Downbeat review by Peter Margasak

Fight the Big Bull – Dying Will Be Easy (CF 108)
***1/2 
This nonet from Richmond, VA makes an impressive debut thanks to sharp tunes and arrangements by leader and guitarist Matt White. Drawing inspiration from the late, brass-heavy work of Duke Ellington and the dense instrumentation of the Charles Mingus classic Black Saint and the Sinner Lady the group excels with an ensemble-based approach, as deftly crafted harmonies and precise, contrapuntal blocks of sound propel the music. Despite influences that go back several decades, Fight the Big Bull possesses a thoroughly contemporary quality, using multi-linear improvisation, percussive clatter, and amplification to charge the work. As trumpeter Steven Bernstein notes in his liner notes, the distorted slide trumpet playing of Bob Miller on the title track borrows heavily from his own work with Sex Mob, and indeed, there’s a wonderful slurring quality to most of the slinking horn work.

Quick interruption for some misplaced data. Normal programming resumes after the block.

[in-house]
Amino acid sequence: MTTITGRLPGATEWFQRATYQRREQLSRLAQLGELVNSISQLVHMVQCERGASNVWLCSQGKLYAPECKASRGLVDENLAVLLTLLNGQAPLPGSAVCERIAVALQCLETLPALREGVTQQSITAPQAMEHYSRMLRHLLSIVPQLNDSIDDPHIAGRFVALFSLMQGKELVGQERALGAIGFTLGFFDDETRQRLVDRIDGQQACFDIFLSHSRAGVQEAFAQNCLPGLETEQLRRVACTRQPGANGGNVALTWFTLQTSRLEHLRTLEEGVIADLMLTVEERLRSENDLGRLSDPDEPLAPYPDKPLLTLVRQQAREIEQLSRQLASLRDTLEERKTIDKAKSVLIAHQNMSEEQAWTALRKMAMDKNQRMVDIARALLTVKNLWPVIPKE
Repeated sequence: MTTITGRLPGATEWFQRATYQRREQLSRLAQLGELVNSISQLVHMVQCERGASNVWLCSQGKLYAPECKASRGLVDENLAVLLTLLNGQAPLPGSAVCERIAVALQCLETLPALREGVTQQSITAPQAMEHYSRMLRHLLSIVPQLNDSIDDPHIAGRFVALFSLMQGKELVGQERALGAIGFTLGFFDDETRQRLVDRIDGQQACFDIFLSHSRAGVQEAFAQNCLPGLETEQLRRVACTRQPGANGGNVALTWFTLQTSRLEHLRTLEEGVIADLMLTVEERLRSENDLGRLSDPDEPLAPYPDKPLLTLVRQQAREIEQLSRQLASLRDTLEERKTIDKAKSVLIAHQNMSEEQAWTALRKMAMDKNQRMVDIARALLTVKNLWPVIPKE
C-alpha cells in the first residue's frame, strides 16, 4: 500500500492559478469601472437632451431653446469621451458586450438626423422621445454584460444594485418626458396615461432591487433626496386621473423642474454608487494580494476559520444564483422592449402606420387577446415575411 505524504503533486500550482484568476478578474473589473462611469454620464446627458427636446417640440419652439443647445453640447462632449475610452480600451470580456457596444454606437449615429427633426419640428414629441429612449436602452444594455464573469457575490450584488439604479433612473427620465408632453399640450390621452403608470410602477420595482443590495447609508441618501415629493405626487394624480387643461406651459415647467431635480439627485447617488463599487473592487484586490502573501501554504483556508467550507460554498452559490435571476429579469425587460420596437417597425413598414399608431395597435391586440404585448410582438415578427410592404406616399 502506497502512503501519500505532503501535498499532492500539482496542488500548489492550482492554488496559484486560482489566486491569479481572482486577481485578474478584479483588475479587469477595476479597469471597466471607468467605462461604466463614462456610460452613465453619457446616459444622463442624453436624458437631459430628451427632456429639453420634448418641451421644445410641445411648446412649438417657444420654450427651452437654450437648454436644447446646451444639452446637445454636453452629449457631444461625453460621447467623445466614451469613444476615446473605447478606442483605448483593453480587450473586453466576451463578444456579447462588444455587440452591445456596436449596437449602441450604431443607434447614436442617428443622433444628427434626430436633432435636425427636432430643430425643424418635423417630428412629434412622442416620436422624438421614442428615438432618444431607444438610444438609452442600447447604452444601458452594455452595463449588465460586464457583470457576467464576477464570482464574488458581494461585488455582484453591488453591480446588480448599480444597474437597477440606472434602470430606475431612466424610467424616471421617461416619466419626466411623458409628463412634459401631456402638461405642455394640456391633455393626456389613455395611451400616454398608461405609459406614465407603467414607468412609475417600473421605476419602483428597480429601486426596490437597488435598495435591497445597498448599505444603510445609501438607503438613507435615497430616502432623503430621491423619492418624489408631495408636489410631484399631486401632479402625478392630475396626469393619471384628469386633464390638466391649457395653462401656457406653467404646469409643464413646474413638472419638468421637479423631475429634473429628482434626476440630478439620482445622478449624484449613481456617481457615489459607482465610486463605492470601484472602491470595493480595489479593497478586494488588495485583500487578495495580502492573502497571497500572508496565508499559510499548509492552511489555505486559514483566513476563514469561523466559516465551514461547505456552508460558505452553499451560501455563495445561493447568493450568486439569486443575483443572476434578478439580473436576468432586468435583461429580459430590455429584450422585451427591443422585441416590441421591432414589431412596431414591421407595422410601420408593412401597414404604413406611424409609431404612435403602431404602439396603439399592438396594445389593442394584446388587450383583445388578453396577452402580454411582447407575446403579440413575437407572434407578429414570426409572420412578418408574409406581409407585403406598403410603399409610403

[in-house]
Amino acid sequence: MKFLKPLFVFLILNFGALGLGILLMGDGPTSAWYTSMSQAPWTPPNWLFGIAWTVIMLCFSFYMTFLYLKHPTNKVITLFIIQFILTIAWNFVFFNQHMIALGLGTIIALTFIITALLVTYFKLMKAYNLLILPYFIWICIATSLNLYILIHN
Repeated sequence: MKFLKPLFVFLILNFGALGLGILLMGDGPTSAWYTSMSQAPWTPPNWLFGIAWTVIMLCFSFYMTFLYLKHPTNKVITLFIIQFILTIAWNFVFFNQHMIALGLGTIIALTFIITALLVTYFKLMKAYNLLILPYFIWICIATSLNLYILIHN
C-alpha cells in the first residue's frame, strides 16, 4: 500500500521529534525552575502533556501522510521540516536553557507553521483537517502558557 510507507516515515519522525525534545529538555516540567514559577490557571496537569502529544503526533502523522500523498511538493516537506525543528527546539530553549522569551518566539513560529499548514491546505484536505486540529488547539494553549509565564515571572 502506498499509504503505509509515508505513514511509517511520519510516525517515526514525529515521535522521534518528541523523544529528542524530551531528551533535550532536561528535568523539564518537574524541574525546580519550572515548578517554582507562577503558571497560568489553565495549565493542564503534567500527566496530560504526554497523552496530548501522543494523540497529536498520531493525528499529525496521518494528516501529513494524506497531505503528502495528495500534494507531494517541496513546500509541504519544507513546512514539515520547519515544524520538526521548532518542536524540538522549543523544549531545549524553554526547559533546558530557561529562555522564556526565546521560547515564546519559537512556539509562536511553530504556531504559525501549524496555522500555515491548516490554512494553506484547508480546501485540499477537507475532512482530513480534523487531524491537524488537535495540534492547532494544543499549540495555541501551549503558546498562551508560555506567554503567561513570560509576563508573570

Still, for such a young group White’s combo has already honed a distinctive sound, even if the various solos aren’t quite on par with arrangements. “November 25th” flourishes on hijacked, syncopated handclaps from flamenco paired with the probing bass of Cameron Ralston as a bed for improvisation, just one instance of how White understands dynamics. As thick as the group can sound, he also knows when to inject space into the mix. Elsewhere “Grizzly Bear” starts as a tough Henry Mancini-esque police show theme, which splits open for a jagged percussion discussion; Brian Jones appears to tap dancing on a pile of sheet metal. Here’s hoping White can keep the group intact. If his band members develop as improvisers there’s no stopping them.

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